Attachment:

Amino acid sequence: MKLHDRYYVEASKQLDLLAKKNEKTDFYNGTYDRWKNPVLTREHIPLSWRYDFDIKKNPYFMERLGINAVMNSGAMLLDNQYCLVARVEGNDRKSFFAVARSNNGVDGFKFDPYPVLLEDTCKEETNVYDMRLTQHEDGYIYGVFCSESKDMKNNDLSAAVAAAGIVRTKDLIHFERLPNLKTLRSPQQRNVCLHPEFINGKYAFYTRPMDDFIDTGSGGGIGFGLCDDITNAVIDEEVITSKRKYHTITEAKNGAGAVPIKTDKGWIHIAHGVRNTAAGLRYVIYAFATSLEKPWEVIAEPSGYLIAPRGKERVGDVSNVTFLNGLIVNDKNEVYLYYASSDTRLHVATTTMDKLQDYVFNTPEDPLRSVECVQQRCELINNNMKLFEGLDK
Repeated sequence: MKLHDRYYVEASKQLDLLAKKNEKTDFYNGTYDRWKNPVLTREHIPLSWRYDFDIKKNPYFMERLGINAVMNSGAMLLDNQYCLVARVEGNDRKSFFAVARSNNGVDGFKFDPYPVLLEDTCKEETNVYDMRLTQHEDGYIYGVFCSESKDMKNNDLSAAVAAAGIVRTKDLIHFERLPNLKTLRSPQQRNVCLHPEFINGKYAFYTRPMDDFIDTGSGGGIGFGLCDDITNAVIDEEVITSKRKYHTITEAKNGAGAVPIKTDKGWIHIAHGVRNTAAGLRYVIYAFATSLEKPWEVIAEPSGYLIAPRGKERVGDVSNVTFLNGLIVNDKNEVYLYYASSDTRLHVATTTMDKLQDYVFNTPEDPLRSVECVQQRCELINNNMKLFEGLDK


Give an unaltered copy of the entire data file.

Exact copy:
Amino acid sequence: MKLHDRYYVEASKQLDLLAKKNEKTDFYNGTYDRWKNPVLTREHIPLSWRYDFDIKKNPYFMERLGINAVMNSGAMLLDNQYCLVARVEGNDRKSFFAVARSNNGVDGFKFDPYPVLLEDTCKEETNVYDMRLTQHEDGYIYGVFCSESKDMKNNDLSAAVAAAGIVRTKDLIHFERLPNLKTLRSPQQRNVCLHPEFINGKYAFYTRPMDDFIDTGSGGGIGFGLCDDITNAVIDEEVITSKRKYHTITEAKNGAGAVPIKTDKGWIHIAHGVRNTAAGLRYVIYAFATSLEKPWEVIAEPSGYLIAPRGKERVGDVSNVTFLNGLIVNDKNEVYLYYASSDTRLHVATTTMDKLQDYVFNTPEDPLRSVECVQQRCELINNNMKLFEGLDK
Repeated sequence: MKLHDRYYVEASKQLDLLAKKNEKTDFYNGTYDRWKNPVLTREHIPLSWRYDFDIKKNPYFMERLGINAVMNSGAMLLDNQYCLVARVEGNDRKSFFAVARSNNGVDGFKFDPYPVLLEDTCKEETNVYDMRLTQHEDGYIYGVFCSESKDMKNNDLSAAVAAAGIVRTKDLIHFERLPNLKTLRSPQQRNVCLHPEFINGKYAFYTRPMDDFIDTGSGGGIGFGLCDDITNAVIDEEVITSKRKYHTITEAKNGAGAVPIKTDKGWIHIAHGVRNTAAGLRYVIYAFATSLEKPWEVIAEPSGYLIAPRGKERVGDVSNVTFLNGLIVNDKNEVYLYYASSDTRLHVATTTMDKLQDYVFNTPEDPLRSVECVQQRCELINNNMKLFEGLDK